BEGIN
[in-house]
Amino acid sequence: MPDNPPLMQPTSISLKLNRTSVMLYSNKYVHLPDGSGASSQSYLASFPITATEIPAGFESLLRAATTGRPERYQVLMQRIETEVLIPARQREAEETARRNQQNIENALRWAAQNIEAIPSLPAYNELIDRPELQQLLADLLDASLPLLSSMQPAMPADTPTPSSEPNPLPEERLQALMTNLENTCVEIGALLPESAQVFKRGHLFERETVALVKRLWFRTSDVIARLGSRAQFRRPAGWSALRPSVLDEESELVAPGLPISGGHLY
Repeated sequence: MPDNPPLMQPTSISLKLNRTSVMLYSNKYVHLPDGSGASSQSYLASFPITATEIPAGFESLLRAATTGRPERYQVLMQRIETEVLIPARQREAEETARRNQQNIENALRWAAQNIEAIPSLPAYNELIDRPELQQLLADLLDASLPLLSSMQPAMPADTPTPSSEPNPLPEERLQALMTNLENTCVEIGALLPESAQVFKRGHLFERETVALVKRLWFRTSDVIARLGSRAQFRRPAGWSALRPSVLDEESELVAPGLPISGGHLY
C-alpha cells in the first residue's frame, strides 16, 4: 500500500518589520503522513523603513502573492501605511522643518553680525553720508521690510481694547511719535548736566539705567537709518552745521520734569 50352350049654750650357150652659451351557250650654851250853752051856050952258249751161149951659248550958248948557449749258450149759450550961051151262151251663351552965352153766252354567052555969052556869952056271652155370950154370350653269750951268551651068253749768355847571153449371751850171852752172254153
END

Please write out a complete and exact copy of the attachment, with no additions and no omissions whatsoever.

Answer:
[in-house]
Amino acid sequence: MPDNPPLMQPTSISLKLNRTSVMLYSNKYVHLPDGSGASSQSYLASFPITATEIPAGFESLLRAATTGRPERYQVLMQRIETEVLIPARQREAEETARRNQQNIENALRWAAQNIEAIPSLPAYNELIDRPELQQLLADLLDASLPLLSSMQPAMPADTPTPSSEPNPLPEERLQALMTNLENTCVEIGALLPESAQVFKRGHLFERETVALVKRLWFRTSDVIARLGSRAQFRRPAGWSALRPSVLDEESELVAPGLPISGGHLY
Repeated sequence: MPDNPPLMQPTSISLKLNRTSVMLYSNKYVHLPDGSGASSQSYLASFPITATEIPAGFESLLRAATTGRPERYQVLMQRIETEVLIPARQREAEETARRNQQNIENALRWAAQNIEAIPSLPAYNELIDRPELQQLLADLLDASLPLLSSMQPAMPADTPTPSSEPNPLPEERLQALMTNLENTCVEIGALLPESAQVFKRGHLFERETVALVKRLWFRTSDVIARLGSRAQFRRPAGWSALRPSVLDEESELVAPGLPISGGHLY
C-alpha cells in the first residue's frame, strides 16, 4: 500500500518589520503522513523603513502573492501605511522643518553680525553720508521690510481694547511719535548736566539705567537709518552745521520734569 50352350049654750650357150652659451351557250650654851250853752051856050952258249751161149951659248550958248948557449749258450149759450550961051151262151251663351552965352153766252354567052555969052556869952056271652155370950154370350653269750951268551651068253749768355847571153449371751850171852752172254153